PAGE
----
Qualifying continued at Isle of Man TT last night, with Dean Harrison continuing his fine form from Sunday and topping the timesheets again, as the 1000cc machines got their first outing on the Mountain for 2019.

Dean Harrison was quickest on the night with a speed of 129.53mph – while Conor Cummins and James Hillier also went well in the Superbike class. And it was Harrison who topped the Superstock leaderboard too – with Peter Hickman forced to stop twice and Ian Hutchinson coming off at the 11th Milestone (though thankfully, he was unhurt).

Michael Rutter (Bathams Racing Honda) and James Hillier (Quattro Plant Wicked Coatings Kawasaki)  were first to head down Glencruchery Road – the pair both on Superbikes – followed by Honda Racing teammates Hutchinson and David Johnson, the latter on his Superstock Fireblade.


Gary Johnson (RAF Regular & Reserve Kawasaki) and Michael Dunlop (Tyco BMW) were next to go with Hickman (Smiths Racing BMW) and Lee Johnston (Ashcourt Racing BMW) on their Superstock mounts. However, outright lap record holder Hickman was soon in trouble and, after pulling off the circuit at Quarter Bridge, he immediately returned to the pits where he went back out on his Triumph Supersport machine.

Conor Cummins was the early pace setter, posting the best sector times on the opening lap while John McGuinness stopped at Sulby to make adjustments on his opening lap. Dunlop was the first to complete a lap with 126.65mph but then came into the pits to check tyre and gearing. Hutchinson lapped at 125.39mph with Rutter at 124.22mph but Cummins went quickest on the opening lap on the Milenco by Padgetts Motorcycles Honda with a speed of 128.09mph.

Both Dunlop and Hutchinson pulled straight into the pits at the end of lap 1 while Derek McGee was posting the quickest Supersport lap at 122.04mph. Gary Johnson was another leading rider to have problems on the first lap with his speed of 112.55mph slightly slower than McGuinness’ lap of 113.50mph.


The second lap saw Cummins increase his pace and he looked to be on course for a 129mph+ lap before crossing the line at a leisurely 104.96mph after being black flagged out on course at Brandywell with the Honda reported to be smoking. Gary Johnson another be stopped, due to a loose camera.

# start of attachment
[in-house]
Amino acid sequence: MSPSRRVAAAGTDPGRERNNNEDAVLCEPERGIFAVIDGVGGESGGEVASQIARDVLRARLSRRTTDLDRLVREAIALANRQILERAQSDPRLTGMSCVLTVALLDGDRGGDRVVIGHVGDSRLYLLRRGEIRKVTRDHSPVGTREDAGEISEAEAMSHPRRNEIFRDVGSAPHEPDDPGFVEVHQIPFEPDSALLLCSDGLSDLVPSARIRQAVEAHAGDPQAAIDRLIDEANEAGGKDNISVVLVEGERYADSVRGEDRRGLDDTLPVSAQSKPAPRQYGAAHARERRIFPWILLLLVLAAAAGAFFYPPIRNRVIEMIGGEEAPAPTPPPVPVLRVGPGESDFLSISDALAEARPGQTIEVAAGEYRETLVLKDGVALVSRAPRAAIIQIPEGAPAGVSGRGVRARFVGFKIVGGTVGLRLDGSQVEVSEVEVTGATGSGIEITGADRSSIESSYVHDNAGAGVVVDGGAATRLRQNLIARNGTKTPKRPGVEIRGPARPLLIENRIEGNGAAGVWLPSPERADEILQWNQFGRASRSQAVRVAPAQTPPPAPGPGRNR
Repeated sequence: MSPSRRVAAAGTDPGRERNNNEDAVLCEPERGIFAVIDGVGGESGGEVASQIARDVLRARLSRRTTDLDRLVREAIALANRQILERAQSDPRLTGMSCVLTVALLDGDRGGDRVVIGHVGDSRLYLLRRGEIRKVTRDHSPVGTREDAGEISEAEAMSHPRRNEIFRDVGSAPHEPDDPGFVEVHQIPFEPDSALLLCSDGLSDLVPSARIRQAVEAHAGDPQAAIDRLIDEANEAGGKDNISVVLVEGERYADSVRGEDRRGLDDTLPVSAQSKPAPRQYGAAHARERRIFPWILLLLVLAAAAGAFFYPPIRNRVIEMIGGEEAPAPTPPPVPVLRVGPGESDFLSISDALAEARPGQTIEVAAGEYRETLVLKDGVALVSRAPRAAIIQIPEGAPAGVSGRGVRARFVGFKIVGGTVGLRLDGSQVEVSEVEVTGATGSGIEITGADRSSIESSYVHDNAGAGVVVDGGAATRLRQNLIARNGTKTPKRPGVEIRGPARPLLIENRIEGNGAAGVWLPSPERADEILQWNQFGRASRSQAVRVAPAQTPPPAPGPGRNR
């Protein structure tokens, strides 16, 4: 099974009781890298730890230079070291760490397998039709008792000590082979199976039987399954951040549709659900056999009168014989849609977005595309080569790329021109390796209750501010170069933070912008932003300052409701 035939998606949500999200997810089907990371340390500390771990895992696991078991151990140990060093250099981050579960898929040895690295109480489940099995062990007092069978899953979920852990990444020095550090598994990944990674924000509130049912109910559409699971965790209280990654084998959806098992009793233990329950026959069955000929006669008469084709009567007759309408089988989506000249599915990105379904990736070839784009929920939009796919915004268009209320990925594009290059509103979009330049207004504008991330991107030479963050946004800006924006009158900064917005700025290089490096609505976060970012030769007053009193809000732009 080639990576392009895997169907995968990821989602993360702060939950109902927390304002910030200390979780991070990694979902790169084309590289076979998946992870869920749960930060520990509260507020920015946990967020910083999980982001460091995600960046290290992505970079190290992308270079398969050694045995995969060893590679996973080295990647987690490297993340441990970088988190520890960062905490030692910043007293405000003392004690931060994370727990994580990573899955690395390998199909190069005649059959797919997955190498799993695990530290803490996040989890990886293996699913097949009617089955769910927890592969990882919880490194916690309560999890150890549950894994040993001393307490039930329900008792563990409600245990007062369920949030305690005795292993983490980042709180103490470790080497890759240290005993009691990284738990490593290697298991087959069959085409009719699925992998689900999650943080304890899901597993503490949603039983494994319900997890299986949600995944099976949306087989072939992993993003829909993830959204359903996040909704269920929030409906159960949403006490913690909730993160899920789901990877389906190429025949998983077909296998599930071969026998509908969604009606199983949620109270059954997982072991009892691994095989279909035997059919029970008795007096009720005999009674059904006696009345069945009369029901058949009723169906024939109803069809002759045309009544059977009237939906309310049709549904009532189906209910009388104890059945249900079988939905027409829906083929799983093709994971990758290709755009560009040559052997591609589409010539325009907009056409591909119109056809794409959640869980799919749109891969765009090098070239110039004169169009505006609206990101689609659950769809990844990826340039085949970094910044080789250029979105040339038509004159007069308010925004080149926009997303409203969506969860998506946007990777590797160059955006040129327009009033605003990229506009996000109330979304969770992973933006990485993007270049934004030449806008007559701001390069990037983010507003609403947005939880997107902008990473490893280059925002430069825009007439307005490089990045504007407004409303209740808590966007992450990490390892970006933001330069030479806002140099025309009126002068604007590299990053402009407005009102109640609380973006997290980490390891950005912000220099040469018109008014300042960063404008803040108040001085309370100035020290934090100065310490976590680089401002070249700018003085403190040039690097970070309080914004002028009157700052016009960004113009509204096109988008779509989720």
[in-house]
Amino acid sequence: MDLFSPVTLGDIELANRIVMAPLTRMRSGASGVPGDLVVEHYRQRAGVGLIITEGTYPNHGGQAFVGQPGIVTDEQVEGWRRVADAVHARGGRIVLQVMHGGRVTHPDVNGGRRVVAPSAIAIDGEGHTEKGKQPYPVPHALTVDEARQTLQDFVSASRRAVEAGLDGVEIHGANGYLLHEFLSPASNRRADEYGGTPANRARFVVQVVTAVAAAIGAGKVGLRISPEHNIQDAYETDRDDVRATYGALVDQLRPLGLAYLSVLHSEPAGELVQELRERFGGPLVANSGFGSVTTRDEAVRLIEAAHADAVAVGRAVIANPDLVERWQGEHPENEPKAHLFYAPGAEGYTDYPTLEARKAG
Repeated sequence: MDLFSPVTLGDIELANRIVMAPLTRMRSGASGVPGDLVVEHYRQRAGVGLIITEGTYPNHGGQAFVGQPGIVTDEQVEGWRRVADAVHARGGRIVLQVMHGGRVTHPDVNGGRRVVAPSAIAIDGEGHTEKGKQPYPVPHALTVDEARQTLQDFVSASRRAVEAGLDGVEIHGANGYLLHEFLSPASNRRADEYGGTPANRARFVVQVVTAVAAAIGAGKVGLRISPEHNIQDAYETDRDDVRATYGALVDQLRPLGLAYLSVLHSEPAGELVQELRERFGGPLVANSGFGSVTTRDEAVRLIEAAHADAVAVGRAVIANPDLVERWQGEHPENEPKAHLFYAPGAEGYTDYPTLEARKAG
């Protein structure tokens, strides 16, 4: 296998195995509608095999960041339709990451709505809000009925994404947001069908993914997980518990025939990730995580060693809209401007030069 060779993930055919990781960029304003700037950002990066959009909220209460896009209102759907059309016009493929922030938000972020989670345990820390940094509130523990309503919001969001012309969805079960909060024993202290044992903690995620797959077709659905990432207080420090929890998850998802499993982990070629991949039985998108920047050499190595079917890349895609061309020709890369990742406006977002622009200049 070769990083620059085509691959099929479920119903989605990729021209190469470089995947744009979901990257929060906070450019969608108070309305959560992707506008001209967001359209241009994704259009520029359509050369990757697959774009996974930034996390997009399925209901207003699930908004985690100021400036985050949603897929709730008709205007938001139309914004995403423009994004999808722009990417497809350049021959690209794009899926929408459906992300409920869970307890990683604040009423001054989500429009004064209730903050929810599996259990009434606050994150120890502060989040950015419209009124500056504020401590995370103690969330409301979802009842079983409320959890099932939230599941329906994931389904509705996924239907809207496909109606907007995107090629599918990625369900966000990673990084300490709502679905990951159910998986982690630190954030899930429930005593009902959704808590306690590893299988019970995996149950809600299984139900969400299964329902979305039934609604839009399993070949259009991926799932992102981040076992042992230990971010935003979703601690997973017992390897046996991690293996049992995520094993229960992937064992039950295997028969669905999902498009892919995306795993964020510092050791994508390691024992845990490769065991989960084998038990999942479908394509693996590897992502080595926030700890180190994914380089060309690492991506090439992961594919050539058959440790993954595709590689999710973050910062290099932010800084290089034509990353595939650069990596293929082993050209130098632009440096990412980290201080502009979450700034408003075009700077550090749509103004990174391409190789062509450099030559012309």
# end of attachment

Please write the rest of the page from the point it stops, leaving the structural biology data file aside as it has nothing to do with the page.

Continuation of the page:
Rutter and David Johnson set the pace on lap two, at 126.48mph and 126.63mph respectively, but Harrison topped that with a speed of 126.68mph on his ZX-10RR Superstock machine. Hickman put in two laps on the Supersport bike, the second of which was 123.92mph which made him the quickest 600cc machine on the night ahead of McGee.

Hickman went back out on the Superbike but again hit trouble and pulled off the course for a second time, this time at Douglas Road Corner at Kirk Michael which signalled the end of his night.


On the fourth lap, Harrison went quickest in the Superstock class with a lap of 129.34mph with Hillier the third rider to break the 128mph barrier with a speed of 128.07mph on his Superbike. McGuinness went out on the Padgetts Supersport machine before returning to the action on the Norton where he lapped at 123.73mph.

Harrison continued to make the headlines though and he put in a lap right at the end of the session to move to the top of the Superbike leaderboard with Cummins and Hillier ending the evening in second and third. Harrison remained on top of the Superstock times as well with David Johnson in second and Sam West lapping at just under 125mph to slot into third.

The strong winds were clearly keeping speeds down but there were impressive performances from Jamie Coward (126.39), Stefano Bonetti (124.48) and Brian McCormack (124.03) while Kiwi rider Jay Lawrence also again went well on the Buildbase Suzuki with a lap of 122.56mph.

There were three incidents in the Supersport class. Paul Williams came off at Governors but was reported to be unhurt while Jason Corcoran (Glen Helen) and Emmett Burke (Gooseneck) were taken to Nobles hospital with reported neck and leg injuries respectively.

To keep abreast of all the latest news from the Isle of Man TT, be sure to keep a close eye on MoreBikes – but for more information, click HERE.

Ross Mowbray

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